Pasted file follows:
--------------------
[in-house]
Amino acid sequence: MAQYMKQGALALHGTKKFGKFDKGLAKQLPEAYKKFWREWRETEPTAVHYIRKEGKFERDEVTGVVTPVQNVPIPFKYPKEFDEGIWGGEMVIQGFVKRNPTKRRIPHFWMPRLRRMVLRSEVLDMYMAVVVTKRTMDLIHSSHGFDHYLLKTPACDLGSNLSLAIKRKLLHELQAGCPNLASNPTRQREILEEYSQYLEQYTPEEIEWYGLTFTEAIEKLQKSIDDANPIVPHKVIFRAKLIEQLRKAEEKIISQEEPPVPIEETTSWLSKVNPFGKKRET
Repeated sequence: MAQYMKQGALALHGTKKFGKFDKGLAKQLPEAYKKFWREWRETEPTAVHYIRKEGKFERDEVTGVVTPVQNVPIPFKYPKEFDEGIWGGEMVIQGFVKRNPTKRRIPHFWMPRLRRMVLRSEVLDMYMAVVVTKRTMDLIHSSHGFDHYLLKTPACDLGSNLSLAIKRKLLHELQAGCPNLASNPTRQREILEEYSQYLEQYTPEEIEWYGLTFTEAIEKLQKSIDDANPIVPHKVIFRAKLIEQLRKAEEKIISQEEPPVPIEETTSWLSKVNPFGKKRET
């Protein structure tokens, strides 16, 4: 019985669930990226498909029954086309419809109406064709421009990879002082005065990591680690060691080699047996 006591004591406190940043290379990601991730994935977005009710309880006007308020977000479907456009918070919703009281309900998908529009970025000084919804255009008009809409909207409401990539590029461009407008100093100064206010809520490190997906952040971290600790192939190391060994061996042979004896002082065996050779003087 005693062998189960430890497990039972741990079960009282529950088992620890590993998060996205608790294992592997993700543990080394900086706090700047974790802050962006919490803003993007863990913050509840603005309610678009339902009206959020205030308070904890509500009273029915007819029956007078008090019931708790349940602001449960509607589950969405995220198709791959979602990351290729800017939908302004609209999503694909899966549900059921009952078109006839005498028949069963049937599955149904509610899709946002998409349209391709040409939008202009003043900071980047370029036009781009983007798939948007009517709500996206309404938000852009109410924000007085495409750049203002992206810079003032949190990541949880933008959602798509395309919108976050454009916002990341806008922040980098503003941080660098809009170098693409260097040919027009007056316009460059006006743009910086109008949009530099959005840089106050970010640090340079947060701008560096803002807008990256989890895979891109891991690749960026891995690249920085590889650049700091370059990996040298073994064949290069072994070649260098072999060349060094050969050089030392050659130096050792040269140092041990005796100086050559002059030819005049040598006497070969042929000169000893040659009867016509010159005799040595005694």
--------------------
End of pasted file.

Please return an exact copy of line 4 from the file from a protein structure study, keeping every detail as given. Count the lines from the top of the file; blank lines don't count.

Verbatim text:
């Protein structure tokens, strides 16, 4: 019985669930990226498909029954086309419809109406064709421009990879002082005065990591680690060691080699047996 006591004591406190940043290379990601991730994935977005009710309880006007308020977000479907456009918070919703009281309900998908529009970025000084919804255009008009809409909207409401990539590029461009407008100093100064206010809520490190997906952040971290600790192939190391060994061996042979004896002082065996050779003087 005693062998189960430890497990039972741990079960009282529950088992620890590993998060996205608790294992592997993700543990080394900086706090700047974790802050962006919490803003993007863990913050509840603005309610678009339902009206959020205030308070904890509500009273029915007819029956007078008090019931708790349940602001449960509607589950969405995220198709791959979602990351290729800017939908302004609209999503694909899966549900059921009952078109006839005498028949069963049937599955149904509610899709946002998409349209391709040409939008202009003043900071980047370029036009781009983007798939948007009517709500996206309404938000852009109410924000007085495409750049203002992206810079003032949190990541949880933008959602798509395309919108976050454009916002990341806008922040980098503003941080660098809009170098693409260097040919027009007056316009460059006006743009910086109008949009530099959005840089106050970010640090340079947060701008560096803002807008990256989890895979891109891991690749960026891995690249920085590889650049700091370059990996040298073994064949290069072994070649260098072999060349060094050969050089030392050659130096050792040269140092041990005796100086050559002059030819005049040598006497070969042929000169000893040659009867016509010159005799040595005694």